One of the reasons Rienzi doesn’t get produced more often is that, like Meyerbeer operas, it requires a large cast of stellar singers with big voices. There are six principal and three featured roles. And you’ve got to applaud Odyssey Opera for fulfilling most of those vocal requirements.

The most complex role is actually that of Adriano Colonna, the son of one of Rienzi’s aristocratic enemies, Steffano Colonna. Adriano is in love with Rienzi’s sister and so has painfully divided loyalties. This is a “trouser” role sung by a mezzo-soprano, and if there was a star turn in this performance, it was surely Margaret Jane Wray as Adriano. Best known as a Wagnerian soprano, she also sings mezzo-soprano roles in Verdi and Berlioz. Her voice is large and full over her entire range, with a gleaming, focused, even tone, with great warmth and impeccable pitch. Her phrasing was honest and always heartfelt. Her vocal amplitude rides on seemingly endless breath. Adriano has an entire scene to himself in the third act, and Wray’s major aria, a passionate lament (“In seiner Blüte bleicht mein Leben”—“In its prime, my life fades away”), was the vocal high point of this Rienzi. She’s sung at the Met and La Scala and the Seattle Opera’s famous Wagner Ring cycle. We were lucky to hear her in Boston.

The most problematical singer was Portuguese soprano Elisabete Matos, who is also on the Met roster and has sung such killer roles there as Puccini’s Minnie in Girl of the Golden West (she was a last-minute replacement for Deborah Voigt) and the ferocious Abigaille in Verdi’s Nabucco and is returning this season as Tosca). As Irene, she sang with an even bigger voice than Wray, but she never stopped pushing it, forcing it. This was the loudest singing I’ve heard in years—much too loud for Jordan Hall. She simply couldn’t scale back. Sometimes it was just screaming, and her pitch was, in the words of a musician friend sitting near me, “variable.” There also seemed to be little emotion behind her vocalizing. Irene sings how glad she is to be with her lover, but she didn’t seem remotely happy to be singing with Wray. The sheer volume was impressive, but not pleasant.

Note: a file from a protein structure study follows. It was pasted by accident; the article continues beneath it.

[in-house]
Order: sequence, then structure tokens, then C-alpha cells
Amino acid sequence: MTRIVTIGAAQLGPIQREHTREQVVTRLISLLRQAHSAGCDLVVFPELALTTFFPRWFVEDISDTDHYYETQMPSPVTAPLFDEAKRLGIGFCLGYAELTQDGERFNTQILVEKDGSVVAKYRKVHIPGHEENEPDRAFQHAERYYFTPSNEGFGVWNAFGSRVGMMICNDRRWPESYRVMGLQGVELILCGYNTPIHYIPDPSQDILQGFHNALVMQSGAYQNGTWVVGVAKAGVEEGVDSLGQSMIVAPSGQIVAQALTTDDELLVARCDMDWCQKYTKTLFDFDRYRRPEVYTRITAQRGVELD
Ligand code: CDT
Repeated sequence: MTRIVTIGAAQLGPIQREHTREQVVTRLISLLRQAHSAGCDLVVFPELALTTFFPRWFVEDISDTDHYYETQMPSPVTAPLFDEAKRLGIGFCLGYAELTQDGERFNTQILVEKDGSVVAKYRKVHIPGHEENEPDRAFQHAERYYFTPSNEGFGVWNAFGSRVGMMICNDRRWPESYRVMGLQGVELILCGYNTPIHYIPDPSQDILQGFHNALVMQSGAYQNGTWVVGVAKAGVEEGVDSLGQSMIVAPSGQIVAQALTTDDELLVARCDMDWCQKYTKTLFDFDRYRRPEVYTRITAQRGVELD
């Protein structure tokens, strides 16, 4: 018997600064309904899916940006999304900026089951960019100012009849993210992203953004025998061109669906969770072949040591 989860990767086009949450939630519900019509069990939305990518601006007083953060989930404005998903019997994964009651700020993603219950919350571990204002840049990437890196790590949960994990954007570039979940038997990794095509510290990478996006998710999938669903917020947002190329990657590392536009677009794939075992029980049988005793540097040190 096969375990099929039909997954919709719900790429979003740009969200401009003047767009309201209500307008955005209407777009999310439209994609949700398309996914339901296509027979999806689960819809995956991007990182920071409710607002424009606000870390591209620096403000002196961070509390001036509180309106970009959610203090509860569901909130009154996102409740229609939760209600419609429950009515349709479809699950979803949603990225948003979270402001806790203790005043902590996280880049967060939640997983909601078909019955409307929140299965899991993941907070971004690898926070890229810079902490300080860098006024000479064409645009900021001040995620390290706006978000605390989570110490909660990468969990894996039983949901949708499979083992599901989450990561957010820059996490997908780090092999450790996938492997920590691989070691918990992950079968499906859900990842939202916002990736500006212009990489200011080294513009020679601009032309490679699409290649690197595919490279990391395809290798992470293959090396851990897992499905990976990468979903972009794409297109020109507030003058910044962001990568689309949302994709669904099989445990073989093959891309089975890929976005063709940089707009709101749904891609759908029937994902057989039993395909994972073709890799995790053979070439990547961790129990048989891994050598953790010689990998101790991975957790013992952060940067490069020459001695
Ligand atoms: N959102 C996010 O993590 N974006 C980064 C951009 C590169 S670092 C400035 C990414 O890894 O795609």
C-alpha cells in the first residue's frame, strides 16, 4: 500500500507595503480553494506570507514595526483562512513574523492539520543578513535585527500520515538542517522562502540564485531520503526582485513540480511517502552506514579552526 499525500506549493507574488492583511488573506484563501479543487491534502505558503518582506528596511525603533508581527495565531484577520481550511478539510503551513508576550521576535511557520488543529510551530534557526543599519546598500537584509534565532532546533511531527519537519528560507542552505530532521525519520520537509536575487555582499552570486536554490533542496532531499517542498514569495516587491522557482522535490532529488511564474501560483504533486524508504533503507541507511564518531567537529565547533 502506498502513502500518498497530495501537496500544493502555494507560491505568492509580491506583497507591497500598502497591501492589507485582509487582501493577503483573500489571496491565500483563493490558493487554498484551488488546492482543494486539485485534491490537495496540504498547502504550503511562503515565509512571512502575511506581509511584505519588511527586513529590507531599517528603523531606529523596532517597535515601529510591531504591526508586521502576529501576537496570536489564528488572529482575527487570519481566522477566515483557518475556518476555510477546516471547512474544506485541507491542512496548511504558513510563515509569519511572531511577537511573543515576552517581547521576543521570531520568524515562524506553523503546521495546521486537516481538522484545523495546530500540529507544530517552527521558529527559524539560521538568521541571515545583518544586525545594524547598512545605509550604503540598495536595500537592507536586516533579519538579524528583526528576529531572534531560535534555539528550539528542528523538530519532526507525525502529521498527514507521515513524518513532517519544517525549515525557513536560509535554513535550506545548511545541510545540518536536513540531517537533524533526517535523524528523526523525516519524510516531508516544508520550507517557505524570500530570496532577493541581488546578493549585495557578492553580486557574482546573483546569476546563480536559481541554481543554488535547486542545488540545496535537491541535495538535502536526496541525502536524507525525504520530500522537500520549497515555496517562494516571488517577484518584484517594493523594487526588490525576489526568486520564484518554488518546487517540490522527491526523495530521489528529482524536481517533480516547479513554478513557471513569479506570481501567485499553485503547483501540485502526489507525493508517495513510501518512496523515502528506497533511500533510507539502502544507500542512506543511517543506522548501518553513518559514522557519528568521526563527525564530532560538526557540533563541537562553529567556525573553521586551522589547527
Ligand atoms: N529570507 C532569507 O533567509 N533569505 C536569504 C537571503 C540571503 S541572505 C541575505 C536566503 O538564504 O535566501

Of course, the central role is Rienzi himself, and in Lithuanian tenor Krystian Benedikt (Lithuanian name Vaidas Vysniauskas), Odyssey Opera gave us a refined singer with a strong, steady, attractive, well-produced voice that had a heroic ring but not a heroic dimension. Next to Wray and (especially) Matos, he seemed vocally undersized. He delivered his last act prayer, “Allmächt’ger Vater, blick herab!” (“Almighty Father, look down!”), the most famous and most beautiful aria in the opera, with honest feeling, though at this point in the performance, a few rough edges were beginning to surface. I liked the gold sash he donned when he became tribune (one of the few bits of staging in this concert) and the way he folded it up so studiously when he was deposed.

Elisabete Matos (Irene). Photo by Kathy Wittman.

Elisabete Matos (Irene). Photo by Kathy Wittman.

As Rienzi’s two aristocratic nemeses, baritones David Kravitz (Orsini), who was the imposing Abraham in the Boston Lyric Opera’s American premiere of James Macmillan’s Clemency, and Stephen Salters (Colonna), who was the unforgettably uninhibited noseless hero in Opera Boston’s brilliant production of Shostakovich’s The Nose, are both new to Wagner, or so their credits suggest. But at this point in their careers, their voices have acquired the necessary heft and resonance. These were powerfully sung, eloquently articulated, and vividly acted performances—especially thrilling in the light of how these two singers with Boston roots have grown and developed. Too bad they were both killed off before the dinner break.

There were other impressive performances. Bass-baritone Kristopher Irmiter, who is already an experienced Wagnerian, was the Cardinal Orvieto, who plays a mysterious role in both Rienzi’s assumption and downfall. Irmiter has had a substantial career in American regional opera, but with his commanding voice and presence he ought to be better known. Young tenor Ethan Bremner, who covered major roles for Opera Boston and has been singing big-voiced leads in smaller companies, made a strong Roman senator. And veteran baritone Robert Honeysucker, still one of Boston’s most elegant singers as he is approaching 70, was in jawdroppingly rich voice as Rienzi’s other senate supporter and betrayer. Mezzo-soprano Christina English joined the women of the Lorelei Ensemble up in the balcony delivering their pastoral message of peace. And no less familiar figure than tenor Frank Kelley was pure luxury casting as the Herald briefly announcing the second act ballet.